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                              The final winner of the Google Science Fair is Arsh Dilbagi for developing an augmentation and alternative communication device that translates breathing patterns into speech. The device has two modes, allowing patients to either spell or select phrases. Current devices letting people with developmental disabilities speak cost upwards of $1000, but this device can be produced for under US$100. Not only that, this device increases a patient’s speech rate by at least 300%.

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                              Alicia Prince

                              A writer, filmmaker, and artist who shares about lifestyle tips and inspirations on Lifehack.

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                              Last Updated on September 18, 2019

                              15 Best Organizing Tips For Office Organization and Getting More Done

                              15 Best Organizing Tips For Office Organization and Getting More Done

                              You may think that you don’t have time for office organization, but if you really knew how much time that disorganization cost you, you’d reconsider.

                              Rearranging and moving piles occasionally doesn’t count. Neither does clearing off your desk, if you swipe the mess into a bin, or a desk drawer.

                              A relatively neat and orderly office space clears the way for higher productivity and less wasted time.

                              Organizing your office doesn’t have to take days, it can be done a little at a time. In fact, maintaining an organized office is much more effective if you treat it like an on-going project, instead of a massive assault.

                              So, if you’re ready to get started, the following organizing tips will help you transform your office into an efficient workspace.

                              1. Purge Your Office

                              De-clutter, empty, shred, get rid of everything that you don’t need or want. Look around. What haven’t you used in a while?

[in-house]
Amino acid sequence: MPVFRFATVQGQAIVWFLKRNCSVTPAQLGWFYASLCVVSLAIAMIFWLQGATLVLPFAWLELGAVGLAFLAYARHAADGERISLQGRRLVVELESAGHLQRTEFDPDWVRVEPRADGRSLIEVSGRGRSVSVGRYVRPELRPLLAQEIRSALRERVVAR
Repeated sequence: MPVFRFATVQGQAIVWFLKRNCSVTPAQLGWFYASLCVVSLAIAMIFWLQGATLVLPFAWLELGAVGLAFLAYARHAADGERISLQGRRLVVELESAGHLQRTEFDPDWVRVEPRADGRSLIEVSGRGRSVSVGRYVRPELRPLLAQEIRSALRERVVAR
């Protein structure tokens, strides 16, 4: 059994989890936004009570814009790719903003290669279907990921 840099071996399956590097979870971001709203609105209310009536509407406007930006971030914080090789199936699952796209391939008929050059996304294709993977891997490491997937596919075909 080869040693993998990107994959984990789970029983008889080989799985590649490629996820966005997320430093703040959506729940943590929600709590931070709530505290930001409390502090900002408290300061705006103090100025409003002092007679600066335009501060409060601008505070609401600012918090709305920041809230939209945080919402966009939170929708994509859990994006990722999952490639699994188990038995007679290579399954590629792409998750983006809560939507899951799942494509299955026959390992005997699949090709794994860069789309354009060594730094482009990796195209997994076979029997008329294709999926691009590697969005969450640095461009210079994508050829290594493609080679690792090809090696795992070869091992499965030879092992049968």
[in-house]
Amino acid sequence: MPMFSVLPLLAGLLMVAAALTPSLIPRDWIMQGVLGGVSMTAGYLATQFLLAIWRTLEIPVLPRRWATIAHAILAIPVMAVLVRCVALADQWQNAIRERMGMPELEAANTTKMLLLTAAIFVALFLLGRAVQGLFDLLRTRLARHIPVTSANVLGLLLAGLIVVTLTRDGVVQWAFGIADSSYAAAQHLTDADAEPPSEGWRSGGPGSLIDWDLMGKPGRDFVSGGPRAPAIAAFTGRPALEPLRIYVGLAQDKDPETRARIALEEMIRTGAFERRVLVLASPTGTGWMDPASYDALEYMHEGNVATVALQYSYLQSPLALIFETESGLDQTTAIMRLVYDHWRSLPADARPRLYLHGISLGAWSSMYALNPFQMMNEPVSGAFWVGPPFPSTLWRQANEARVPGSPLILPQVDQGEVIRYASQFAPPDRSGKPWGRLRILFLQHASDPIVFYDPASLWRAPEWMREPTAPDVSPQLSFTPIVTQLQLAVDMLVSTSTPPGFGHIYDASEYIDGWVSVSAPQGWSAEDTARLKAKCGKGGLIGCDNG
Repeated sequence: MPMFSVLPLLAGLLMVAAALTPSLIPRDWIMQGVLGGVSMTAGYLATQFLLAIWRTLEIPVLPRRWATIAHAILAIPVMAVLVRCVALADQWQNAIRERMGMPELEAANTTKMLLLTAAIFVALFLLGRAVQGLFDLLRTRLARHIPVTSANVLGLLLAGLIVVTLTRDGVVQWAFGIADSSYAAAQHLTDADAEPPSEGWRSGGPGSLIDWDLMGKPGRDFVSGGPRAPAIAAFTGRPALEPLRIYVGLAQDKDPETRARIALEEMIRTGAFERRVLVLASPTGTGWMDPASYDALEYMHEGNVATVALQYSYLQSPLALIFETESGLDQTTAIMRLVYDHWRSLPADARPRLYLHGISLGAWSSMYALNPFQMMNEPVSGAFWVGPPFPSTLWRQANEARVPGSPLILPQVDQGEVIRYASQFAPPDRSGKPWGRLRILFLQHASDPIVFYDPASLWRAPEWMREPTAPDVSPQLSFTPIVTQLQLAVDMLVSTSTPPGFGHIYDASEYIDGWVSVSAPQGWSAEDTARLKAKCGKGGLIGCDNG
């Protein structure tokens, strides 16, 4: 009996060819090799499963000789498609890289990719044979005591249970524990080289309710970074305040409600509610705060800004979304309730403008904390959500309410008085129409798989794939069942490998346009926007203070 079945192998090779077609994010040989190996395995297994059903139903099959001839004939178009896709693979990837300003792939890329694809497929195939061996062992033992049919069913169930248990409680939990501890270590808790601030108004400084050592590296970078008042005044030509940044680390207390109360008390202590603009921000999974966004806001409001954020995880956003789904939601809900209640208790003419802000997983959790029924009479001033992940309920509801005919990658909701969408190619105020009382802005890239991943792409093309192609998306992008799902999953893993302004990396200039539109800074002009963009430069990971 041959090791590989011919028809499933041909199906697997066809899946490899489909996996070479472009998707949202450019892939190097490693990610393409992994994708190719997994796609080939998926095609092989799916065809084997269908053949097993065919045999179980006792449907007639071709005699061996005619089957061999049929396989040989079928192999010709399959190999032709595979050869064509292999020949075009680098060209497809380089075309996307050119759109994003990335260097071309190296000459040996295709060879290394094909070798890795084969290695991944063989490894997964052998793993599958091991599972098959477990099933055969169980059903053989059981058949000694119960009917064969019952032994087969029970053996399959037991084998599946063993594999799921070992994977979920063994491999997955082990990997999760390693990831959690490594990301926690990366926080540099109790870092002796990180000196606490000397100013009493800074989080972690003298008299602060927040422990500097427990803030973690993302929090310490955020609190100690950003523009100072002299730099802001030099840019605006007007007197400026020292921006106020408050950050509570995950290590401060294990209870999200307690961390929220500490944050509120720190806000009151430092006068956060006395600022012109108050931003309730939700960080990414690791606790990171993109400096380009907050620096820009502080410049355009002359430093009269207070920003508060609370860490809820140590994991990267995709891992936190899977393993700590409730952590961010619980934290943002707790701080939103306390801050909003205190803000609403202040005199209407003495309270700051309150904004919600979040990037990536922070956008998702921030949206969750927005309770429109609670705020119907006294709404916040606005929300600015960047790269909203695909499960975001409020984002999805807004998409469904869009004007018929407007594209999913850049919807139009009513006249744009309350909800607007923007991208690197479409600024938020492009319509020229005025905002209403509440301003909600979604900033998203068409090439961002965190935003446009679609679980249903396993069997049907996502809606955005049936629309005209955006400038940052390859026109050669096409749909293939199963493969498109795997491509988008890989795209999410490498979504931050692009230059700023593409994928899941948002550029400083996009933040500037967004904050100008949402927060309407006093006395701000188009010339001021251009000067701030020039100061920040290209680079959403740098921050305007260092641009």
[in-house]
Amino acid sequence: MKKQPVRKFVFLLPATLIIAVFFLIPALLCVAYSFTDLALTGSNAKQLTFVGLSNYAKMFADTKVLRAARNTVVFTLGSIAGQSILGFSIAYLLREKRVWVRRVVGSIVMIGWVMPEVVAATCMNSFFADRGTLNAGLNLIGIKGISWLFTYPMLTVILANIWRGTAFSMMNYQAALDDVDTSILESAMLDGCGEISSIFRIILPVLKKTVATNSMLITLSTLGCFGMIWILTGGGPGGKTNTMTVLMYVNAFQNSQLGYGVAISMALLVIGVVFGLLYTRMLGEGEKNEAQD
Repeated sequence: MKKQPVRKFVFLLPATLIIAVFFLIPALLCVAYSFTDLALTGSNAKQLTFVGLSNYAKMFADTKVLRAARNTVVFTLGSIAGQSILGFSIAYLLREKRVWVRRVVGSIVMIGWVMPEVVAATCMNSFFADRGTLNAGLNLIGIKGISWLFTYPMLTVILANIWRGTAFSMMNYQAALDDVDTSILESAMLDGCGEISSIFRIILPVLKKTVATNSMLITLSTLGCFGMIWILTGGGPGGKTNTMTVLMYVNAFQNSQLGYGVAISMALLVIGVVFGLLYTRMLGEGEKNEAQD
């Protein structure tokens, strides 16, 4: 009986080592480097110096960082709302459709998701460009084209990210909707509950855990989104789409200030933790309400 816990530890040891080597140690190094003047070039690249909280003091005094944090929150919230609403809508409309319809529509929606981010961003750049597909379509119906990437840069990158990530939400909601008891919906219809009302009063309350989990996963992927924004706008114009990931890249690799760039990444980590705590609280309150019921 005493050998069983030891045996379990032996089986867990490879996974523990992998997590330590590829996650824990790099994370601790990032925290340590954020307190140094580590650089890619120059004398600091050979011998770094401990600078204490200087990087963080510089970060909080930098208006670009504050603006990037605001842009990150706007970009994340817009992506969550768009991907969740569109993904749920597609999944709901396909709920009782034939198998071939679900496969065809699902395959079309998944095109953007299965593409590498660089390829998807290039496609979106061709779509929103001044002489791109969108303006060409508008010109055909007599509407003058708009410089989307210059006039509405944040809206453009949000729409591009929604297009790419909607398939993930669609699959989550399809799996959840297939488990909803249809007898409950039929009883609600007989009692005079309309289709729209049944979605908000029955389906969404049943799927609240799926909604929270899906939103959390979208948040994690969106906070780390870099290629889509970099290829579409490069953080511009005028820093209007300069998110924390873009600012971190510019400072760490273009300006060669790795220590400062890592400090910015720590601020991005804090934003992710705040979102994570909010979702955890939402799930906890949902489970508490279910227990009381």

Take one area at a time. If it doesn’t work, send it out for repair or toss it. If you haven’t used it in months and can’t think of when you’ll actually need it, out it goes. This goes for furniture, equipment, supplies, etc.

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                              Don’t forget about knick-knacks, plants (real or artificial), and decorations – if they’re covered with dust and make your office look shabby, they’re fair game.

                              2. Gather and Redistribute

                              Gather up every item that isn’t where it belongs and put it where it does.

                              3. Establish Work “Zones”

                              Decide what type of activity happens in each area of your office. You’ll probably have a main workspace (most likely your desk,) a reference area (filing cabinet, shelves, binders,) and a supply area (closet, shelves or drawers.)

                              Place the appropriate equipment and supplies are located in the proper area as much as possible.

                              4. Close Proximity

                              Position the equipment and supplies that you use most within reach. Things that you rarely use can be stored or put away.

                              5. Get a Good Labeler

                              Choose a label maker that’s simple to use. Take the time to label shelves, bins, baskets drawers. Not only will it remind you where things go, but it will also help others who may have a need to find, use, or put away anything in your workspace.

                              6. Revise Your Filing System

                              As we move fully into the digital age, the need to store paper files has decreased.

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                              What can your store digitally? Are you duplicating files? You may be able to eliminate some of the files and folders you’ve used in the past. If you’re storing files on your computer, make sure you are doing regular back-ups.

                              Here’re some storage ideas for creating a smooth filing system:

                              • Create a meeting folder – Put all “items to be discussed” in there along with items that need to be handed off, reports that need to be given, etc. It’ll help you be prepared for meetings and save you stress in the even that a meeting is moved up.